Creating great and compelling outdoor isn’t easy. Not by any stretch. But there are some simple rules to follow that can go an awful long way to making it effective. In fact, I’d boil those rules down to three:
Keep is short. Keep it sweet. Keep it simple.
Sure, you can stretch those rules and add some quirky tricks – particularly when there’s some latitude in the budget. For instance, adding a 3D element is a great way to grab attention. But stick to those three simple rules and you won’t go far wrong.
A former client of ours once wanted to take out 48-sheets around the city centre. Their objective was straightforward enough. They wanted to convey that they were respected specialists at making financial deals around the world – particularly in Europe, even more particularly in Germany.
Our solution was three words:
Just three words that got across the financial aspect of their business and also their specialist geographical area of concentration. Plus a neat little joke for the football fans amongst us.
Not a 3D gimmick in sight. Just a bold, immediate, impactful, relevant message.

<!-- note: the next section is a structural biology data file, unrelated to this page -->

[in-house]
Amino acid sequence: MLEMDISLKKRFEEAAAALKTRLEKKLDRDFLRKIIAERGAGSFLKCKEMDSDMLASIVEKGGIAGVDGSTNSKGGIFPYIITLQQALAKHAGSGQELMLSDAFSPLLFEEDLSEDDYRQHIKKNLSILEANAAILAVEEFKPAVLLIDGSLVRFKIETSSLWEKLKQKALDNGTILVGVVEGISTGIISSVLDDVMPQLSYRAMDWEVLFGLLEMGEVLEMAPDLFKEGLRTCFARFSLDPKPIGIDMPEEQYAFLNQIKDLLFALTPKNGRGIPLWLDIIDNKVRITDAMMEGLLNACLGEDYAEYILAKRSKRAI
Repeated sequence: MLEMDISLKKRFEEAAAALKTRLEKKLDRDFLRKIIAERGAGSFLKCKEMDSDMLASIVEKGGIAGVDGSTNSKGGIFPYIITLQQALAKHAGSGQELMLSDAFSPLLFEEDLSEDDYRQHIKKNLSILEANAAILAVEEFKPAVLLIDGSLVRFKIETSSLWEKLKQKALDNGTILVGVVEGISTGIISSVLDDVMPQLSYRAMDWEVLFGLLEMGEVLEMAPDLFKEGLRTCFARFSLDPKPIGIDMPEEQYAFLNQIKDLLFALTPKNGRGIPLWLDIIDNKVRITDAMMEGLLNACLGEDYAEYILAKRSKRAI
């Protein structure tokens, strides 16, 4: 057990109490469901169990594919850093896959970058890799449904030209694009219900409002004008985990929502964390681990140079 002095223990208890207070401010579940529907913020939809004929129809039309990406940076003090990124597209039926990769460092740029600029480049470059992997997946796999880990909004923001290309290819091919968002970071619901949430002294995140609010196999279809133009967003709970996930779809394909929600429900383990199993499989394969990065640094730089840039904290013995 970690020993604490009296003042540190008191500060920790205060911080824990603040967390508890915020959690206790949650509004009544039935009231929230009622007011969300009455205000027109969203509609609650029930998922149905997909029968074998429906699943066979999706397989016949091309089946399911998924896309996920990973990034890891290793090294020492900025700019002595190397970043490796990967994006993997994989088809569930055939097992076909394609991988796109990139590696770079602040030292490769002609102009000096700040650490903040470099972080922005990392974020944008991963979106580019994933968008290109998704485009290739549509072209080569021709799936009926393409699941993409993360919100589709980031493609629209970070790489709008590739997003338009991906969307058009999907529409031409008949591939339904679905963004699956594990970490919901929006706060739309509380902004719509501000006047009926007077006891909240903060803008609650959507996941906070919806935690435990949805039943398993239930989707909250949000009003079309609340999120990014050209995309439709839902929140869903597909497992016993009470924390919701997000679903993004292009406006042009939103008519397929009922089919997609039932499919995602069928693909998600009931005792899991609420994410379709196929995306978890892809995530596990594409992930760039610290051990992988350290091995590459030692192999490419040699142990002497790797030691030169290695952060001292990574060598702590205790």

And actual proof that, when it comes to making the most out of outdoor, then less is definitely more.
If you’d like HROC to create some great outdoor advertising for you, why not give us a call.
30 January 2012 - Advertising
I’ve had some briefs in my time, let me tell you. Big ones, small ones, long ones, short ones, 10-hour ones, 2-minute ones, 5000-word ones, 5-word ones, chapter and verse ones, barely even verbalised ones.
The brief is in many ways, of course, the start of the cycle. The first step on the creative journey towards the big idea and, as such, is absolutely critical to the whole process.
Give a good brief and you’re instantly upping your chances of the agency coming up with a great idea.
And yet, in my experience, it can be an area that’s often overlooked, often given scant regard.
Now I know it’s always going to be horses for courses when briefing. The level of detail and the amount of preparation the client or account handler goes into will, of course, depend upon the type of job involved. Not to mention your own familiarity with the client as a creative. If, say, you’re coming up with a small support ad that’s going to take you 20 minutes, you don’t want a four-hour brief. Similarly, if it’s an existing client, you might not want nor necessarily need a blow-by-blow account of their every marketplace innovation in the last 100 years.